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In this Jan. 28, 2012 file photo, job seekers Cameo Taylor, left, and Angelique McGuire, center, both of San Francisco, wait in line to register at a Career Fair event. (AP Photo/Eric Risberg) In this Jan. 28, 2012 file photo, job seekers Cameo Taylor, left, and Angelique McGuire, center, both of San Francisco, wait in line to register at a Career Fair event. (AP Photo/Eric Risberg)  

Poll: Women mainly concerned about economy

Six in ten women voters say the economy and jobs are what they want to hear candidates talk about, according to a May tracking poll by the Kaiser Family Foundation.

Only 5 percent say women’s health or women’s issues are what they want candidates to focus on.

The poll also showed declining support for the health care law. Favorable views for President Obama’s signature Affordable Care Act (ACA) dropped 5 percentage points this month, meaning unfavorable views of ACA outnumber favorable views 44 percent to 37 percent.

A majority of people, however, still oppose the congressional Republican strategy of defunding the law. 58 percent of voters are opposed to defunding the law as a way of stopping some or all of the law from being put into place, while only 32 percent approve of it.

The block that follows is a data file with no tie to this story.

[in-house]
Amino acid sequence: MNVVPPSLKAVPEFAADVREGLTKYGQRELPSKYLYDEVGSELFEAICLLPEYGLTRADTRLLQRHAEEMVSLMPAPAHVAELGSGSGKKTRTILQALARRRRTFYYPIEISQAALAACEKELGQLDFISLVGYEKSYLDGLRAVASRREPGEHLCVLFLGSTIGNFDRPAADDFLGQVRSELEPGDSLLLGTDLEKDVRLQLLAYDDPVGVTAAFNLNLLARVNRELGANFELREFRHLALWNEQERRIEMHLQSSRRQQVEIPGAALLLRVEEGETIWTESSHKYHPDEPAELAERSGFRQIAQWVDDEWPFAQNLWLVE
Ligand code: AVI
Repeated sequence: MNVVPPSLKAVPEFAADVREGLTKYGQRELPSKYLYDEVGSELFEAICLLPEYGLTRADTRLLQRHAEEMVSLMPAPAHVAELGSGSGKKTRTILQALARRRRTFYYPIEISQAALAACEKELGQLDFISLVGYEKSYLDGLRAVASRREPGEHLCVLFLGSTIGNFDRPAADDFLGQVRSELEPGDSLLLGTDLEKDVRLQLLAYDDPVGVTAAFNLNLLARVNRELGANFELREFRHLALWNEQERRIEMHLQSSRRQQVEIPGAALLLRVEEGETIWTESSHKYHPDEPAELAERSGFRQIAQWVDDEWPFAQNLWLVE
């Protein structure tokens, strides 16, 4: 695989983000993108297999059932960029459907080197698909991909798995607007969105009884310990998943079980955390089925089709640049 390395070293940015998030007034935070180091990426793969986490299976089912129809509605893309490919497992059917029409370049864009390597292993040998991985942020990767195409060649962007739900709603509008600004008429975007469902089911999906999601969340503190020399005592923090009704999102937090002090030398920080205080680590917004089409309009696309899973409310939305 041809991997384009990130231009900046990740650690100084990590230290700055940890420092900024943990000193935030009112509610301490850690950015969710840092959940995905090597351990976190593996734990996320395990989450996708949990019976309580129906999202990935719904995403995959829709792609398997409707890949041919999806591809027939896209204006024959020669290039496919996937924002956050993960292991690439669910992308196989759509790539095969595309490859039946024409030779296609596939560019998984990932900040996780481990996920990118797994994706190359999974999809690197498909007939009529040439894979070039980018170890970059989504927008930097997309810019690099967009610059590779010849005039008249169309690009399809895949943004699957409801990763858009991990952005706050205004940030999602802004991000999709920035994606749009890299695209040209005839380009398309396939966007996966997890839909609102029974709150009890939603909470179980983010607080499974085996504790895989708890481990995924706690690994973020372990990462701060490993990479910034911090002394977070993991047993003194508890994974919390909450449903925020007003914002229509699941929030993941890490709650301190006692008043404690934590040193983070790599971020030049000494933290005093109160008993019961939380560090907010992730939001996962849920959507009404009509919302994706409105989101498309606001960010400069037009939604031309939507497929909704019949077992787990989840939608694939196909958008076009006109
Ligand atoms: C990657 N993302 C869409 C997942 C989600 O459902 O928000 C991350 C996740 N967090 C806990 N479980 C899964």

Women’s health issues still play a role, but a minor one, the poll shows. 31 percent of women believe there is a “wide-scale effort to limit women’s reproductive health choices and services, such as abortion, family planning and contraception.” 45 percent say that some groups want to limit women’s reproductive health choices, but deny a wide-scale effort.

Liberal women are more likely than conservative women to perceive a widespread effort to limit choices in women’s reproductive health care and more likely to say they’ve taken action related to these issues, like trying to influence a friend or family member, donating to a reproductive health-focused non-profit or contacting an elected official.

“It appears that reproductive health is likely to play at most a small role in the upcoming presidential election, as women (and all voters) continue to focus on the economy above all else,” the poll notes. “To the extent that the issue plays any role in the campaign, the advantage in terms of female voters’ trust goes to Barack Obama and the Democrats over Mitt Romney and the Republicans.”

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